And then, where the dollars and cents of the project come into play, our hydro usage is decreasing.

Attila started the project in mid-November, and we saw results!

From October to November 2019, when the average temperature was 3C degrees colder than it was for the same period in 2018, our hydro usage declined by 9%.

From November to December 2019, our hydro usage dropped by 11%.

When the temperature outside is above -7C, our electric air source heat pump is heating the house. That means the hydro bills for November and December, since the temperature has primarily remained above -7C, reflect decreased electric heating costs.

Now all I have to do is record the decrease in hydro usage, and the average cost of hydro during that period of time, so that I can calculate how many years it will take us to save the amount of money spent on the insulation project… how soon will it pay for itself? Of course that will not take into account the oil heating costs, as our system uses the oil furnace when the temperature dips below -7C. I will have to think about how to estimate that cost saving.

Another hydro saving is in controlling the humidity in the basement. We are already finding that the dehumidifier needs emptying every three days, instead of every day, so the appliance isn’t running as much. Only about half of the insulated wall space is now covered with vapour barrier, so there is still moisture seeping in, in those areas. It will be interesting to see if the humidity is even further reduced when all of the vapour barrier is installed.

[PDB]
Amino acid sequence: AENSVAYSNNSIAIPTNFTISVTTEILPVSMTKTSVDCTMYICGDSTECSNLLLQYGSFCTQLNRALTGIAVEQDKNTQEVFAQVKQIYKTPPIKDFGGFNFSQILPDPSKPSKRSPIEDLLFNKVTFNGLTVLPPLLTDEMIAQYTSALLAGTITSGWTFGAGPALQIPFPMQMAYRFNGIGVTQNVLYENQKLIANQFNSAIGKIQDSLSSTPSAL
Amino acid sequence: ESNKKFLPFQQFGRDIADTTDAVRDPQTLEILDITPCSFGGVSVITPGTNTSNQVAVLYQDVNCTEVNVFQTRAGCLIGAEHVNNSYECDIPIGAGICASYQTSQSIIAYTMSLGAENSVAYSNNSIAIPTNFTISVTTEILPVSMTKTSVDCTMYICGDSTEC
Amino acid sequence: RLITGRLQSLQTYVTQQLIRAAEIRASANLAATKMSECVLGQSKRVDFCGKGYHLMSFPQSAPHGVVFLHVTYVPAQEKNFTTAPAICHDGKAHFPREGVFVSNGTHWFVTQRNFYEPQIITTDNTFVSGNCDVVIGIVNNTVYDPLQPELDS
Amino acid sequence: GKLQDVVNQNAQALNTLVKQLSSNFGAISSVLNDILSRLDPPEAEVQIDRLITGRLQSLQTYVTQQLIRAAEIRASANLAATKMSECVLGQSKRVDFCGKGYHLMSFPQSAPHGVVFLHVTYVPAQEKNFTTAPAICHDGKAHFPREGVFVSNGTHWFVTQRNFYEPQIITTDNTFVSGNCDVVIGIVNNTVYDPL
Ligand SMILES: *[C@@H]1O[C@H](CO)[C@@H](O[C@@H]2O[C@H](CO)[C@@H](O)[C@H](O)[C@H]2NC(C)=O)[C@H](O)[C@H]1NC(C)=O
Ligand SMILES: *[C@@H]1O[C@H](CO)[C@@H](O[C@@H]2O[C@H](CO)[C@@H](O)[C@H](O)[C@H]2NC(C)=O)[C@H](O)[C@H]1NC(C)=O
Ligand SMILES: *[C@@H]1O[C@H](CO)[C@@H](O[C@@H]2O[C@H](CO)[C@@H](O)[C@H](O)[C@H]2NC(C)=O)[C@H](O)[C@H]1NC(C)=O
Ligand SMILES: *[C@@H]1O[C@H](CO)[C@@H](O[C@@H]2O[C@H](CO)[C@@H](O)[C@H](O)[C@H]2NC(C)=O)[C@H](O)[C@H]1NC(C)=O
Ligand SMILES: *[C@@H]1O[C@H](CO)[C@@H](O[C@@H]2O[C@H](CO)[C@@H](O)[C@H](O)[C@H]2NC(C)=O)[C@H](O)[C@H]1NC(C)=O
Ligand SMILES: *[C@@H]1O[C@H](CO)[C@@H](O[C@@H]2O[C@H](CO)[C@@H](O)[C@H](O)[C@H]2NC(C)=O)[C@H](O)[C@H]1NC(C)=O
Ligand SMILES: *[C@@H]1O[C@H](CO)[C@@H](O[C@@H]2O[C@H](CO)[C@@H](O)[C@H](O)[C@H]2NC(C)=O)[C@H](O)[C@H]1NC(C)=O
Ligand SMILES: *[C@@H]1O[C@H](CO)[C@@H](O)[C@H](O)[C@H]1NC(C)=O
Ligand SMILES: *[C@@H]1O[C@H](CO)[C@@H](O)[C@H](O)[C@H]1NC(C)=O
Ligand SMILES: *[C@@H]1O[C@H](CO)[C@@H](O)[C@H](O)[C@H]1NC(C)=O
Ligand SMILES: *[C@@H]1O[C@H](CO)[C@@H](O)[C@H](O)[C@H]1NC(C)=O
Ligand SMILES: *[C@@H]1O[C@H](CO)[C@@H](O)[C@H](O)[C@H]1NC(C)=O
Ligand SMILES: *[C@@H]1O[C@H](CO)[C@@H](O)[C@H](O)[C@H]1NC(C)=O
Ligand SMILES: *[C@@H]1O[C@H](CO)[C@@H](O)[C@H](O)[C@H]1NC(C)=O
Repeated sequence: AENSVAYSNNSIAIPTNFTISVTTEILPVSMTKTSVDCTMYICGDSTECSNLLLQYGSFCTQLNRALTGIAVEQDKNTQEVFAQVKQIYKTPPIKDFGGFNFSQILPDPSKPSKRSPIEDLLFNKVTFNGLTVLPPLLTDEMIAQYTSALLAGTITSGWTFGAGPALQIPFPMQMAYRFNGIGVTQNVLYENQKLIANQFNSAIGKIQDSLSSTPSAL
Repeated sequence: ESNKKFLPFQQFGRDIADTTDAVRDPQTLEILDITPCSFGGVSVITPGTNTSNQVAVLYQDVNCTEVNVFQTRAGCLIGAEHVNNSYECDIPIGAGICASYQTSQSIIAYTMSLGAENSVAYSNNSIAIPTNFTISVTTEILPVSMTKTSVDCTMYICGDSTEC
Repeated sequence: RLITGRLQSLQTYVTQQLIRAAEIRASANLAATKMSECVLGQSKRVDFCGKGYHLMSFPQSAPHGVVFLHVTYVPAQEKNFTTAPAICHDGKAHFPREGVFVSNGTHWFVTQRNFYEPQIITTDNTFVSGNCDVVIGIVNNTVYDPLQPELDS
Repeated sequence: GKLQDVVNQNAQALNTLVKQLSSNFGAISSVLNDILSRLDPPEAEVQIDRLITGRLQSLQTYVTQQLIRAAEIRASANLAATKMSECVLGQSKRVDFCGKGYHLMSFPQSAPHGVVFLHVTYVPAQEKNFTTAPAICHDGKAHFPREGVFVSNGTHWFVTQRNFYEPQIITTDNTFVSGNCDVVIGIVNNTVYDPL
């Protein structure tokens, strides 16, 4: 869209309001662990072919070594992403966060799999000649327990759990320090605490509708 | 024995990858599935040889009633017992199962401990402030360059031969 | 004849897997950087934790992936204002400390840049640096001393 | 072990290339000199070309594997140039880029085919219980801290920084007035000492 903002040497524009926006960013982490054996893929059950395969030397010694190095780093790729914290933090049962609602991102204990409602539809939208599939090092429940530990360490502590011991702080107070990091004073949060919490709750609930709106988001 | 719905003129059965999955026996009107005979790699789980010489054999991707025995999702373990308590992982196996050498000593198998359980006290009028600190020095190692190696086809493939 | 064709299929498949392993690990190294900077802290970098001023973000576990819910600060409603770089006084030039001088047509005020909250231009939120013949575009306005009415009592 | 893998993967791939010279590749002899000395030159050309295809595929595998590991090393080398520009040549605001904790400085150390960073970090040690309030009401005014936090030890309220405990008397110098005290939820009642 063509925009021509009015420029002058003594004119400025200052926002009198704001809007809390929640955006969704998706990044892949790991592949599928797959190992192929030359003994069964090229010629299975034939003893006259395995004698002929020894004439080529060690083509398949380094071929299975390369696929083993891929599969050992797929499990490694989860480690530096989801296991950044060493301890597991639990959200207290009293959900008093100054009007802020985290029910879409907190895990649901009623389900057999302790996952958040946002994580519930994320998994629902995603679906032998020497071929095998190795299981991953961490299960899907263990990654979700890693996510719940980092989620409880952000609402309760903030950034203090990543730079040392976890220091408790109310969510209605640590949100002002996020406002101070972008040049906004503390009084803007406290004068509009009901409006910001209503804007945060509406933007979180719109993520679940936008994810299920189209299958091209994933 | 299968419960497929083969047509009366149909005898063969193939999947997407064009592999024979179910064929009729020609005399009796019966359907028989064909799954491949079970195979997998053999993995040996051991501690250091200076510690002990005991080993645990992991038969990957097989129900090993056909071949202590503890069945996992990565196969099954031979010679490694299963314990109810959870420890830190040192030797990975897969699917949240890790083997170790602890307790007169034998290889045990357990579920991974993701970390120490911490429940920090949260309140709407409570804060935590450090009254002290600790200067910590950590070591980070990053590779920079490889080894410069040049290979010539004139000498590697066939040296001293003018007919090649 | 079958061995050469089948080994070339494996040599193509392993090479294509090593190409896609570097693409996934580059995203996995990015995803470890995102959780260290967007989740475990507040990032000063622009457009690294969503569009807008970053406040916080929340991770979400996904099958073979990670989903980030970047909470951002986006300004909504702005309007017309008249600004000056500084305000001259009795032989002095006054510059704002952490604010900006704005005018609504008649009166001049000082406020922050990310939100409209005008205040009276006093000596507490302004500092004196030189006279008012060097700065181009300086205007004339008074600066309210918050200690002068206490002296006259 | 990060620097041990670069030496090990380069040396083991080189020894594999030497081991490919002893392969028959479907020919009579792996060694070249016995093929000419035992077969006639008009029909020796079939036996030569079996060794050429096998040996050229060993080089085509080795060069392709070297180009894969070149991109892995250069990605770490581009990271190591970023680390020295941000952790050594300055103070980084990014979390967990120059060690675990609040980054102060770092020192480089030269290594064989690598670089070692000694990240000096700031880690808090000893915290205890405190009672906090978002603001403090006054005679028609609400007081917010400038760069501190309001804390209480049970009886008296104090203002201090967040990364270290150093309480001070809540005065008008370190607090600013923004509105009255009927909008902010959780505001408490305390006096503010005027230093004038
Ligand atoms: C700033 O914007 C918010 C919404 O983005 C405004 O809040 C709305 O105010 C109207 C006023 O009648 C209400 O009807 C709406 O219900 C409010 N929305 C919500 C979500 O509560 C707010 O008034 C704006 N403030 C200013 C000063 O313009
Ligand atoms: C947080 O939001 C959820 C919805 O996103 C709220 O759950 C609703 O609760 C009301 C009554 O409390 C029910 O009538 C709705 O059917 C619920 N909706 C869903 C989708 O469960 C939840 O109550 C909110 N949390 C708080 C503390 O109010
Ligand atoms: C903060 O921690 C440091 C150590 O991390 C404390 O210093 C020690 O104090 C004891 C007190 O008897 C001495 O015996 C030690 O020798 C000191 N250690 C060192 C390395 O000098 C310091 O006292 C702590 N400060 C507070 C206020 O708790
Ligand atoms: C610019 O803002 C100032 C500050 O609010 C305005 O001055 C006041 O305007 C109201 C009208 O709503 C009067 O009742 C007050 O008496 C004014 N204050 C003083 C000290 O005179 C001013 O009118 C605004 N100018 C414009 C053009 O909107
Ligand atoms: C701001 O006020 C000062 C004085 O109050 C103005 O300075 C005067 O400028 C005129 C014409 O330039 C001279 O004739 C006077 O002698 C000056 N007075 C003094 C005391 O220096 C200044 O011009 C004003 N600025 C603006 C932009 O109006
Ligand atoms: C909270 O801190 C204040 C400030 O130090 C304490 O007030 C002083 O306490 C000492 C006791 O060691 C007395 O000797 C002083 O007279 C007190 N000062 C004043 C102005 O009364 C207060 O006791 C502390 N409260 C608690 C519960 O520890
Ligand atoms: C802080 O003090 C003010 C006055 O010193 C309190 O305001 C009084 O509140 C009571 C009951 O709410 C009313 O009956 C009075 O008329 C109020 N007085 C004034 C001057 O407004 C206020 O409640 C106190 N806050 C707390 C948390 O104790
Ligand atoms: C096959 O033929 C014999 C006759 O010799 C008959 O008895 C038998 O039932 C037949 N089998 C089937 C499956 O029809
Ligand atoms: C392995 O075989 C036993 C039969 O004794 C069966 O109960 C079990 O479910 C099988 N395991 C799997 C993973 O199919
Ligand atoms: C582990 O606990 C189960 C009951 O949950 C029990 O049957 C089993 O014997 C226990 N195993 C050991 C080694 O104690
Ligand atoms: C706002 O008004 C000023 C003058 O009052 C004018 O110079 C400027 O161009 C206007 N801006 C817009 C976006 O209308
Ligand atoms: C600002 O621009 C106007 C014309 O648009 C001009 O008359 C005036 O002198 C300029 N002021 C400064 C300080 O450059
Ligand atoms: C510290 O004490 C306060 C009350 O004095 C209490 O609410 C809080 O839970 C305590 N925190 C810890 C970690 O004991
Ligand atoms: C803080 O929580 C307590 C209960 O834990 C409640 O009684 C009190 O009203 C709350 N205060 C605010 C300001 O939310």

This morning I decided to pay the hydro bill online. While I was logging in the banks computers went wonky, the whole process fell apart, I was blocked form the site. I called the support team, and was glad to hear it wasn’t me, it was them. All I had to do was wait, to give them a chance to get their act together.

Then I decided to take my blood pressure. Usually five readings are taken. After the third reading the device just stopped. Dead batteries. I had a bad technology day! My blood pressure was within the normal range, nothing to worry about there.

And now darkness has fallen. Attila is home, the pizza is in the oven, The Crown is called up on Netflix, and we are having a Friday night in, pizza and a show.



Date: 7:00 AM EST Friday 3 January 2020
Condition: Cloudy
Pressure: 100.7 kPa
Tendency: Falling
Temperature: 4.2°C
Dew point: 2.9°C
Humidity: 91%
Wind: SSW 10 km/h
Visibility: 24 km


“The happiness of your life depends upon the quality of your thoughts, therefore guard accordingly; and take care that you entertain no notions unsuitable to virtue, and reasonable nature.”
Marcus Aurelius Antoninus
121 AD – 180 AD